The way to close the mouth of a slanderer is to treat him with contempt.

Great profits, great risks.

Who is the greatest liar? Who talks most of himself.

He who gives expects something in return.

A man without a smiling face must not open a shop.

He who would rise in the world should veil his ambition with the forms of humanity.

Bargaining is as necessary to a trade as poleing to a vessel.

Joy is not a horse. You cannot harness it.

When economy goes south, people get political.

If you want to find out about the road ahead, then ask about it from those coming back.

Easy to open a shop, hard to keep it open.

Think about your own faults during the first half of the night, and the faults of others during the second half.

Genius can be recognized by its childish simplicity.

There are two kinds of perfect people: those who are dead, and those who have not been born yet.

A man who cannot tolerate small misfortunes can never accomplish great things.

If you want your children to have a peaceful life, let them suffer a little hunger and a little coldness.

He who cheats the earth will be cheated by the earth.

One beam, no matter how big, cannot support an entire house on its own.

Do everything at its right time, and one day will seem like three.

The best doctor prevents illness, a mediocre one treats illnesses that are about to occur, and an unskilled one treats current illnesses.

He that takes medicine and neglects diet, wastes the skill of the physician.

The people who talk the best are not the only ones who can tell you the most interesting things.

The people sitting in the free theatre seats are the first ones to boo.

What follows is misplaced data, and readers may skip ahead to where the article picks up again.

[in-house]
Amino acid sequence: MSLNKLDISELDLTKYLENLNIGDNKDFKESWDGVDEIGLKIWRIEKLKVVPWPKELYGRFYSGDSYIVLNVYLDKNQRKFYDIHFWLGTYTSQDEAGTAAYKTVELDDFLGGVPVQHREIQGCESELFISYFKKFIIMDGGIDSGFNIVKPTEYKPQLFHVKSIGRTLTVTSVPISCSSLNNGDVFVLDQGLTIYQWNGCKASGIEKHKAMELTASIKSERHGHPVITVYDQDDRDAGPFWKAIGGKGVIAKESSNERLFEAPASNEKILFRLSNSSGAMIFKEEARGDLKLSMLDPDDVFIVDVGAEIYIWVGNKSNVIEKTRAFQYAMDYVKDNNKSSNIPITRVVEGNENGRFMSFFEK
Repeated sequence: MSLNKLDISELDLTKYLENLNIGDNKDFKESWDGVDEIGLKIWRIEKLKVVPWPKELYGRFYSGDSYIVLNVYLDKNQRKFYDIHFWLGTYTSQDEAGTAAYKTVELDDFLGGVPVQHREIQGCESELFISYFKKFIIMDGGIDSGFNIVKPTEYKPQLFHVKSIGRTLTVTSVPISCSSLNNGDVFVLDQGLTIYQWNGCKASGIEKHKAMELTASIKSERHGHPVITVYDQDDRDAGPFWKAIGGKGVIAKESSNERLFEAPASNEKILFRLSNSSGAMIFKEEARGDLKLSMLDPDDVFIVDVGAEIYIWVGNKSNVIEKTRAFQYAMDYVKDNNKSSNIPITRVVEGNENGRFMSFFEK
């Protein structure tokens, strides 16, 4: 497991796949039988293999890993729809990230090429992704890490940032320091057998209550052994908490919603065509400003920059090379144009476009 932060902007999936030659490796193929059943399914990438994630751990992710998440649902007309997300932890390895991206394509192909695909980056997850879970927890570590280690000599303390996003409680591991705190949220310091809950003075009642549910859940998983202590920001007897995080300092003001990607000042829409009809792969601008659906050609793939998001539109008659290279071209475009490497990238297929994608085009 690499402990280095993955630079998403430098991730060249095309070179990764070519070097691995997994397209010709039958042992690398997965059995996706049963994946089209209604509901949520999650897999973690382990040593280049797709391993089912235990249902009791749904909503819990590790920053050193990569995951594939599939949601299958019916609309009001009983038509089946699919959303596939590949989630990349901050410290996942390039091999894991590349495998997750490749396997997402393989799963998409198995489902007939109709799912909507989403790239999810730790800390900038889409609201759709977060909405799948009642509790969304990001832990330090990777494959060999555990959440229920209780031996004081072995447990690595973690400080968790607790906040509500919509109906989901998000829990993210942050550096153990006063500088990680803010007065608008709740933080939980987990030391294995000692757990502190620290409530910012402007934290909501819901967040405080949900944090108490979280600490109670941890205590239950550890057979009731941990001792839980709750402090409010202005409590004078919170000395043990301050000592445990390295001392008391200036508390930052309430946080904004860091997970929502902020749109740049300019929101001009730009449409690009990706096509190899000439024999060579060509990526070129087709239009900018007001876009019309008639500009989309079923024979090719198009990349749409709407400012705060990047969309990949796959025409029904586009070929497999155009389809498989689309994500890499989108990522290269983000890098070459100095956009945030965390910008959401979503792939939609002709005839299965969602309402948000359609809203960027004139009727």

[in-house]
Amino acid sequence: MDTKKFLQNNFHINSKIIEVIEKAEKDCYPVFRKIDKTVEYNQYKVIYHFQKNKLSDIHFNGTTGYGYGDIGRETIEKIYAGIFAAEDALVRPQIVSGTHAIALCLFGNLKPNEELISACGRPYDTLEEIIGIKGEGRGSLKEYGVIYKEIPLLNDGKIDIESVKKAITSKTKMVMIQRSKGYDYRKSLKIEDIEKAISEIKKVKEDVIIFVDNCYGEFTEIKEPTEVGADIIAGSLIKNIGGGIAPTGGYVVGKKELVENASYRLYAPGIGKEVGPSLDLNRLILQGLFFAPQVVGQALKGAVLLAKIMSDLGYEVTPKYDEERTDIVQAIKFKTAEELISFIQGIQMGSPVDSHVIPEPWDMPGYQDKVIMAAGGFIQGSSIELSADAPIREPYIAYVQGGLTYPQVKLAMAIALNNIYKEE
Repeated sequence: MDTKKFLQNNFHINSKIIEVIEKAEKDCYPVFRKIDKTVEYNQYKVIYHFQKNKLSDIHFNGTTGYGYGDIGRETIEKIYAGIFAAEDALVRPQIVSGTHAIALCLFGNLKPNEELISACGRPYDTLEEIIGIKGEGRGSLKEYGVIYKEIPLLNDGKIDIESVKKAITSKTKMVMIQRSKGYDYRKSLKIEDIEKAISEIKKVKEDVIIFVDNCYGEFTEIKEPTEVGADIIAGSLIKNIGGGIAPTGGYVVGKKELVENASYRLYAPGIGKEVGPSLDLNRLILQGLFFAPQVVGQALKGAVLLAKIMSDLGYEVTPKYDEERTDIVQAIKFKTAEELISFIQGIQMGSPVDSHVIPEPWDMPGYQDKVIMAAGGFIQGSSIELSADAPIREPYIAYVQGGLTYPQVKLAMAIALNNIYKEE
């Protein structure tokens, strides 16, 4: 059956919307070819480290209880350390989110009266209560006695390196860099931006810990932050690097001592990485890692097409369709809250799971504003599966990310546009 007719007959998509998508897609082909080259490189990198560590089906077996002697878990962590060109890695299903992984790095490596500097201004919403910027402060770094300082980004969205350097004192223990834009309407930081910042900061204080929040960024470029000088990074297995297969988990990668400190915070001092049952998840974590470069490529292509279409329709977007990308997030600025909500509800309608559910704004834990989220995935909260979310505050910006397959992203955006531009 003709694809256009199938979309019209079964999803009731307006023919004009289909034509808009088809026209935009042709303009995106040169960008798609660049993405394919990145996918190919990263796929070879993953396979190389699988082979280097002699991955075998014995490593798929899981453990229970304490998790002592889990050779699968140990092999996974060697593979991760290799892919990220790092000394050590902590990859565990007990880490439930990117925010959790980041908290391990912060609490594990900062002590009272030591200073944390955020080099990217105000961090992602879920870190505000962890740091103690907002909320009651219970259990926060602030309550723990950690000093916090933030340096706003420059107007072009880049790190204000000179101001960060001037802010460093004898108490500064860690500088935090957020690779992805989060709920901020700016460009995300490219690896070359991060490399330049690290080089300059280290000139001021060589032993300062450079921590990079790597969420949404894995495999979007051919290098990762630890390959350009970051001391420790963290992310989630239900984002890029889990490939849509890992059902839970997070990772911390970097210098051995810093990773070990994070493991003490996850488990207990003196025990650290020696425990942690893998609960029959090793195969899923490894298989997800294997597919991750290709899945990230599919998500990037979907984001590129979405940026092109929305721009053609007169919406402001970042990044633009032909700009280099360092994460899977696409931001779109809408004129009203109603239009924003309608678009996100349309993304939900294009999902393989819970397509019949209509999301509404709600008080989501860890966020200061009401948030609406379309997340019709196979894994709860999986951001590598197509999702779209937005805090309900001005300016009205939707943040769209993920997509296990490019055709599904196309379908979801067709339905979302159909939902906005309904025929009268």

Free-sitters at the play always grumble the most.

Ripe fruit falls by itself, but it doesn’t fall in your mouth.

To know another is not to know that person’s face, but to know that person’s heart.

He who asks is a fool for five minutes, but he who does not ask remains a fool forever.

Better the cottage where one is merry than the palace where one weeps.

Give a man a fish, feed him for a day. Teach a man to fish, feed him for life.

It is difficult to catch a black cat in a dark room—especially if the cat isn’t there.

He who has never been cheated cannot be a good businessman.

He who thinks too much about every step he takes will always stay on one leg.

No matter how tall the mountain is, it cannot block the sun.

Tenacity and adversity are old foes.

A wise man makes his own decisions; an ignorant man mindlessly follows the crowd.

Of all female qualities, a warm heart is the most valuable.

Before preparing to improve the world, first look around your own home three times.

All things change, and we change with them.

Teachers open the door. You enter by yourself.

A crisis is an opportunity riding the dangerous wind.

Never do anything standing that you can do sitting, or anything sitting that you can do lying down.

The person who says it cannot be done should not interrupt the person doing it.

Some prefer carrots while others like cabbage.